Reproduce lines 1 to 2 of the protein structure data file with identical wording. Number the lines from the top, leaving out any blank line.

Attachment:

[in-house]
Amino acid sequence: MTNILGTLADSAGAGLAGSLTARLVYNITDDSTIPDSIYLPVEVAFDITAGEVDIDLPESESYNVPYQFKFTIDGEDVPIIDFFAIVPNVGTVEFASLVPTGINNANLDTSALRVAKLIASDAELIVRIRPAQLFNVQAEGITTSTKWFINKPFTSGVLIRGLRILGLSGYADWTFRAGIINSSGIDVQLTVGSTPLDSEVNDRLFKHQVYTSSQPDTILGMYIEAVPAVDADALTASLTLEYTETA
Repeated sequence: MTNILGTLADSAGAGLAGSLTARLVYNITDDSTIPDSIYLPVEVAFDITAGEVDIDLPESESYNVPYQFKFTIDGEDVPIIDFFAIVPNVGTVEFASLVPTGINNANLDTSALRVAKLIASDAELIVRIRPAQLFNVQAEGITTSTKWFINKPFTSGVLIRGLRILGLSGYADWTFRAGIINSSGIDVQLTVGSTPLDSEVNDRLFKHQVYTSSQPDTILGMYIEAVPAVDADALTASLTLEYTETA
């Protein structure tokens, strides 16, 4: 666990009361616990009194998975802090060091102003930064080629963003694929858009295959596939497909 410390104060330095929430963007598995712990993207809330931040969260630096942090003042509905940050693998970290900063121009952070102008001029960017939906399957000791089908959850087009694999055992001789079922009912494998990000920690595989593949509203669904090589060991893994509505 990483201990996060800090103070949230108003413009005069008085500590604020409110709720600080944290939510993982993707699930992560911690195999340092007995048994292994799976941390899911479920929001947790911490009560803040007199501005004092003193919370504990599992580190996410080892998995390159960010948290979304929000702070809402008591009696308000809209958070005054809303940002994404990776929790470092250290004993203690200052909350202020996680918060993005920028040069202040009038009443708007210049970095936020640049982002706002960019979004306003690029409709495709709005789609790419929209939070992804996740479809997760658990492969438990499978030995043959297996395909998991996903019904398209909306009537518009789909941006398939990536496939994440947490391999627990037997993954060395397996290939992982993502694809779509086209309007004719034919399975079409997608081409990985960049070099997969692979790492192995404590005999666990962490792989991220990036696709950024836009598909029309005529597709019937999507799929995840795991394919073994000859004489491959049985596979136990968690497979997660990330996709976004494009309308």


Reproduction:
[in-house]
Amino acid sequence: MTNILGTLADSAGAGLAGSLTARLVYNITDDSTIPDSIYLPVEVAFDITAGEVDIDLPESESYNVPYQFKFTIDGEDVPIIDFFAIVPNVGTVEFASLVPTGINNANLDTSALRVAKLIASDAELIVRIRPAQLFNVQAEGITTSTKWFINKPFTSGVLIRGLRILGLSGYADWTFRAGIINSSGIDVQLTVGSTPLDSEVNDRLFKHQVYTSSQPDTILGMYIEAVPAVDADALTASLTLEYTETA